Hungary and Slovenia are examining the possibility of linking their gas and electricity networks to enhance the safety of supply, their prime ministers said on Wednesday.
Hungary, which gets 80% of its gas from Russia, supplied Bosnia, Serbia and Croatia with natural gas in January through oil and gas company MOL during the Ukraine gas transit crisis, when millions in east Europe were left freezing.
Hungarian Prime Minister Gordon Bajnai said on Wednesday Hungary and neighboring Slovenia were exploring options on linking the gas networks of the two countries via MOL and Slovenia's main gas supplier Geoplin.
“We have talked about significant energy and infrastructure investments,” Bajnai told a joint news conference with his Slovenian counterpart Borut Pahor.
“The co-operation of MOL and Geoplin, the possibility of linking the Hungarian and Slovenian gas networks, which enjoy the support of our governments - and we also talked about linking the Hungarian and Slovenian electricity networks.”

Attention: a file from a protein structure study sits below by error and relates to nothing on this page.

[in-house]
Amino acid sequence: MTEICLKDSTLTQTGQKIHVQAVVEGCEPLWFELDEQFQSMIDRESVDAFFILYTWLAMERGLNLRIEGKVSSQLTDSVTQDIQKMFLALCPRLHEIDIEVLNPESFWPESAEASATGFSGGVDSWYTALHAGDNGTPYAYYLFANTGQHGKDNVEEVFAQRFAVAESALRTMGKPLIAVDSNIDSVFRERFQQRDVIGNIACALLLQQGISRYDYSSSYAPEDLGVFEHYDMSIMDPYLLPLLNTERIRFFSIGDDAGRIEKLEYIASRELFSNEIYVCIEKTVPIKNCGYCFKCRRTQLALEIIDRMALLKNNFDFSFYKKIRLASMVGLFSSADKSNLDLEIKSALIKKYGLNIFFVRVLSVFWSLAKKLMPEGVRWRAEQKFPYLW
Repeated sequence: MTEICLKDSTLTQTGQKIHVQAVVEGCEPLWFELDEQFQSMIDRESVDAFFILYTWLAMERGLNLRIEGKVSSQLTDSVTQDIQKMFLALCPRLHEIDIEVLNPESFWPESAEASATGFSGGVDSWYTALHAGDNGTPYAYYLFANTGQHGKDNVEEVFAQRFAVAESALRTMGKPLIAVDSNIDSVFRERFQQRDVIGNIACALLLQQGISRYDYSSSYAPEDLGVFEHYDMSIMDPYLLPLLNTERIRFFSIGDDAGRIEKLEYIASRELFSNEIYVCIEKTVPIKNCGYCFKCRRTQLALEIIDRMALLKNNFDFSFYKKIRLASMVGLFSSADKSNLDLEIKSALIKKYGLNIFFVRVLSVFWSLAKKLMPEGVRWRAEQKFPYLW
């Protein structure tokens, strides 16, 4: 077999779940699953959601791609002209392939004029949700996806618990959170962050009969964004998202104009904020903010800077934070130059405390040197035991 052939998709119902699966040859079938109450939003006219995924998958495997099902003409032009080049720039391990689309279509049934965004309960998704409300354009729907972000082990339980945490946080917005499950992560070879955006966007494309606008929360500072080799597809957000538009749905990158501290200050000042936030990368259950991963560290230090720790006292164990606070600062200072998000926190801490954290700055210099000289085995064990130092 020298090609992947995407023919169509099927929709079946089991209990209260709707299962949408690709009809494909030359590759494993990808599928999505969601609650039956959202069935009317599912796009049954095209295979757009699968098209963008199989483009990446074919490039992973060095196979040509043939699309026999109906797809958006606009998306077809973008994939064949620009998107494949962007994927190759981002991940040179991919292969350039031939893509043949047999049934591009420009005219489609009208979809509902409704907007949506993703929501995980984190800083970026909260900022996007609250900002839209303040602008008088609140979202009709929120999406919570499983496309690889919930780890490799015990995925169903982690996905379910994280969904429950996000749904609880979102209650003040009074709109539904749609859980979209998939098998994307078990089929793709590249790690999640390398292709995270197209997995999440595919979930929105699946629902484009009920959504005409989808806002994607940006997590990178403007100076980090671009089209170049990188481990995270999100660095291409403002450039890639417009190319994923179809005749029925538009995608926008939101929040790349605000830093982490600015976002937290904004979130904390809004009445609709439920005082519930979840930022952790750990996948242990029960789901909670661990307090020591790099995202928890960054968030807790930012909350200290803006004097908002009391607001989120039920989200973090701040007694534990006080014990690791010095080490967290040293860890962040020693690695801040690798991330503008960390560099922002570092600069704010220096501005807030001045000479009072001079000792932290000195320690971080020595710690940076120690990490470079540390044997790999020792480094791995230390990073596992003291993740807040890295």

Bajnai said energy security had emerged as a top issue in the wake of the January gas transit crisis.
Slovenian premier Pahor said through an interpreter: “We will sign a memorandum today which provides for a feasibility study on the linkage of Hungarian and Slovenian gas pipes.”
Russian gas accounts for about 55% of Slovenia's total annual gas consumption of about 1.1 billion cubic meters.
The two countries plan hold a joint government meeting later this year.
To boost the safety of supply in central and eastern Europe, the European Bank for Reconstruction and Development lent MOL €200 million in June to finance the conversion of an underground gas reservoir into a strategic storage facility. (Reuters)